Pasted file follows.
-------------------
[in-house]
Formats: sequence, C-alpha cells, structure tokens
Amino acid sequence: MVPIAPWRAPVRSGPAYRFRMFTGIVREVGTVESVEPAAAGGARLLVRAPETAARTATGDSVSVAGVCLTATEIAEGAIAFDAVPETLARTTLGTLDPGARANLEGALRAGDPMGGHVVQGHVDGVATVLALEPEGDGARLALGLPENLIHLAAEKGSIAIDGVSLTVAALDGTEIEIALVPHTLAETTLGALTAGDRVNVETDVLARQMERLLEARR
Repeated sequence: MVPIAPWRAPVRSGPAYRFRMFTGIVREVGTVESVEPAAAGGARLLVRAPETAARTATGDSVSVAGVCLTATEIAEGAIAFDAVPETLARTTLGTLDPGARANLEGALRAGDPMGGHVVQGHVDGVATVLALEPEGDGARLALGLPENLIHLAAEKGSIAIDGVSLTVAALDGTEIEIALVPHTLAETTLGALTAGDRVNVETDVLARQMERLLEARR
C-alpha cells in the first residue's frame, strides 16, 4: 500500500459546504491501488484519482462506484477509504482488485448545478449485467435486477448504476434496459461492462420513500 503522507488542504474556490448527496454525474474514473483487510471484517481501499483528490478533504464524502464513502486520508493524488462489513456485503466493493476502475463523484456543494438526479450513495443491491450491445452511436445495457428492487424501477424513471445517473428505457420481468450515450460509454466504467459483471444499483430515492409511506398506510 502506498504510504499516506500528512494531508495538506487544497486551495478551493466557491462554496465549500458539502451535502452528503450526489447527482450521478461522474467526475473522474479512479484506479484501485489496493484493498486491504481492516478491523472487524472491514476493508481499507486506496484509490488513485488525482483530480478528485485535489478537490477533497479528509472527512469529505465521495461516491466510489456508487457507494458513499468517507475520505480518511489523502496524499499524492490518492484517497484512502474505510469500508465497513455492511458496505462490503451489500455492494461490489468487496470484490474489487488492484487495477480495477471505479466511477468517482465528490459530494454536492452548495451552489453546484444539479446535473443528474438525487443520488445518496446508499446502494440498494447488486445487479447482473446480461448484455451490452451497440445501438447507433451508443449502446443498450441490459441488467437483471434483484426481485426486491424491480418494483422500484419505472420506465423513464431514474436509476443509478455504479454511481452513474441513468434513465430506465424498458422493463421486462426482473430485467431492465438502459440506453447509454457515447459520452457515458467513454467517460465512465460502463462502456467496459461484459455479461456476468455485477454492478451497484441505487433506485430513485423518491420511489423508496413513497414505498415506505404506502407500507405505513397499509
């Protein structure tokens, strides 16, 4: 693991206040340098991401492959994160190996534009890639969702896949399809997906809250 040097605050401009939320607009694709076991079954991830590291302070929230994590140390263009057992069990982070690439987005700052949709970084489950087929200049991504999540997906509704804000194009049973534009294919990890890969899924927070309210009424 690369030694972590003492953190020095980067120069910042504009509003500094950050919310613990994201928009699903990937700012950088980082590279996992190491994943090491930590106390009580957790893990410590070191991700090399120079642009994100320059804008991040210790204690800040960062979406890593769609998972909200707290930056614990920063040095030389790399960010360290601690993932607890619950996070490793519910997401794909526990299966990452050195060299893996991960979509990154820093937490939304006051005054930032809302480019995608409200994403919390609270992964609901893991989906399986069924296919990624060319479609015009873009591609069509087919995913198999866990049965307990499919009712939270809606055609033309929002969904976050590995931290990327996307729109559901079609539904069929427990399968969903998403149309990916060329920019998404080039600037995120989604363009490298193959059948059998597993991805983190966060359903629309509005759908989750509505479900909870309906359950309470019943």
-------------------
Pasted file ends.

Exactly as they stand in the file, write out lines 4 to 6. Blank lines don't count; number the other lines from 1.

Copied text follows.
Repeated sequence: MVPIAPWRAPVRSGPAYRFRMFTGIVREVGTVESVEPAAAGGARLLVRAPETAARTATGDSVSVAGVCLTATEIAEGAIAFDAVPETLARTTLGTLDPGARANLEGALRAGDPMGGHVVQGHVDGVATVLALEPEGDGARLALGLPENLIHLAAEKGSIAIDGVSLTVAALDGTEIEIALVPHTLAETTLGALTAGDRVNVETDVLARQMERLLEARR
C-alpha cells in the first residue's frame, strides 16, 4: 500500500459546504491501488484519482462506484477509504482488485448545478449485467435486477448504476434496459461492462420513500 503522507488542504474556490448527496454525474474514473483487510471484517481501499483528490478533504464524502464513502486520508493524488462489513456485503466493493476502475463523484456543494438526479450513495443491491450491445452511436445495457428492487424501477424513471445517473428505457420481468450515450460509454466504467459483471444499483430515492409511506398506510 502506498504510504499516506500528512494531508495538506487544497486551495478551493466557491462554496465549500458539502451535502452528503450526489447527482450521478461522474467526475473522474479512479484506479484501485489496493484493498486491504481492516478491523472487524472491514476493508481499507486506496484509490488513485488525482483530480478528485485535489478537490477533497479528509472527512469529505465521495461516491466510489456508487457507494458513499468517507475520505480518511489523502496524499499524492490518492484517497484512502474505510469500508465497513455492511458496505462490503451489500455492494461490489468487496470484490474489487488492484487495477480495477471505479466511477468517482465528490459530494454536492452548495451552489453546484444539479446535473443528474438525487443520488445518496446508499446502494440498494447488486445487479447482473446480461448484455451490452451497440445501438447507433451508443449502446443498450441490459441488467437483471434483484426481485426486491424491480418494483422500484419505472420506465423513464431514474436509476443509478455504479454511481452513474441513468434513465430506465424498458422493463421486462426482473430485467431492465438502459440506453447509454457515447459520452457515458467513454467517460465512465460502463462502456467496459461484459455479461456476468455485477454492478451497484441505487433506485430513485423518491420511489423508496413513497414505498415506505404506502407500507405505513397499509
């Protein structure tokens, strides 16, 4: 693991206040340098991401492959994160190996534009890639969702896949399809997906809250 040097605050401009939320607009694709076991079954991830590291302070929230994590140390263009057992069990982070690439987005700052949709970084489950087929200049991504999540997906509704804000194009049973534009294919990890890969899924927070309210009424 690369030694972590003492953190020095980067120069910042504009509003500094950050919310613990994201928009699903990937700012950088980082590279996992190491994943090491930590106390009580957790893990410590070191991700090399120079642009994100320059804008991040210790204690800040960062979406890593769609998972909200707290930056614990920063040095030389790399960010360290601690993932607890619950996070490793519910997401794909526990299966990452050195060299893996991960979509990154820093937490939304006051005054930032809302480019995608409200994403919390609270992964609901893991989906399986069924296919990624060319479609015009873009591609069509087919995913198999866990049965307990499919009712939270809606055609033309929002969904976050590995931290990327996307729109559901079609539904069929427990399968969903998403149309990916060329920019998404080039600037995120989604363009490298193959059948059998597993991805983190966060359903629309509005759908989750509505479900909870309906359950309470019943």